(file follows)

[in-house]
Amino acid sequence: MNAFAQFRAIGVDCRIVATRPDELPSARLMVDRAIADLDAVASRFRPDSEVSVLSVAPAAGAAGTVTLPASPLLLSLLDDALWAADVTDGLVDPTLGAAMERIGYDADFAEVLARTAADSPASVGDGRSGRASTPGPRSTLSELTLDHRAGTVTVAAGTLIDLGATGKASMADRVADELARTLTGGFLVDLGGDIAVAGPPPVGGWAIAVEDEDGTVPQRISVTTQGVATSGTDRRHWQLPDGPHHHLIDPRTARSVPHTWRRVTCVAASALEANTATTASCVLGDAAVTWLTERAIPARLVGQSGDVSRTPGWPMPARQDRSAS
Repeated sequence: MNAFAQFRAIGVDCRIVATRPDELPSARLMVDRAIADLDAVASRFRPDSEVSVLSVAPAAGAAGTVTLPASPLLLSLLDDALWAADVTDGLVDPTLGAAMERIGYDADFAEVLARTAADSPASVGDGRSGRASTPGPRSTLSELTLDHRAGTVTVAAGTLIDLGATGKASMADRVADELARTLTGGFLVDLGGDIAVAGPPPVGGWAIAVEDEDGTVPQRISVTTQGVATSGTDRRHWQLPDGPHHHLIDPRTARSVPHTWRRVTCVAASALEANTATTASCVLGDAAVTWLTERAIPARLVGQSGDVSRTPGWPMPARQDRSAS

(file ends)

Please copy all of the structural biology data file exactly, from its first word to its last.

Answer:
[in-house]
Amino acid sequence: MNAFAQFRAIGVDCRIVATRPDELPSARLMVDRAIADLDAVASRFRPDSEVSVLSVAPAAGAAGTVTLPASPLLLSLLDDALWAADVTDGLVDPTLGAAMERIGYDADFAEVLARTAADSPASVGDGRSGRASTPGPRSTLSELTLDHRAGTVTVAAGTLIDLGATGKASMADRVADELARTLTGGFLVDLGGDIAVAGPPPVGGWAIAVEDEDGTVPQRISVTTQGVATSGTDRRHWQLPDGPHHHLIDPRTARSVPHTWRRVTCVAASALEANTATTASCVLGDAAVTWLTERAIPARLVGQSGDVSRTPGWPMPARQDRSAS
Repeated sequence: MNAFAQFRAIGVDCRIVATRPDELPSARLMVDRAIADLDAVASRFRPDSEVSVLSVAPAAGAAGTVTLPASPLLLSLLDDALWAADVTDGLVDPTLGAAMERIGYDADFAEVLARTAADSPASVGDGRSGRASTPGPRSTLSELTLDHRAGTVTVAAGTLIDLGATGKASMADRVADELARTLTGGFLVDLGGDIAVAGPPPVGGWAIAVEDEDGTVPQRISVTTQGVATSGTDRRHWQLPDGPHHHLIDPRTARSVPHTWRRVTCVAASALEANTATTASCVLGDAAVTWLTERAIPARLVGQSGDVSRTPGWPMPARQDRSAS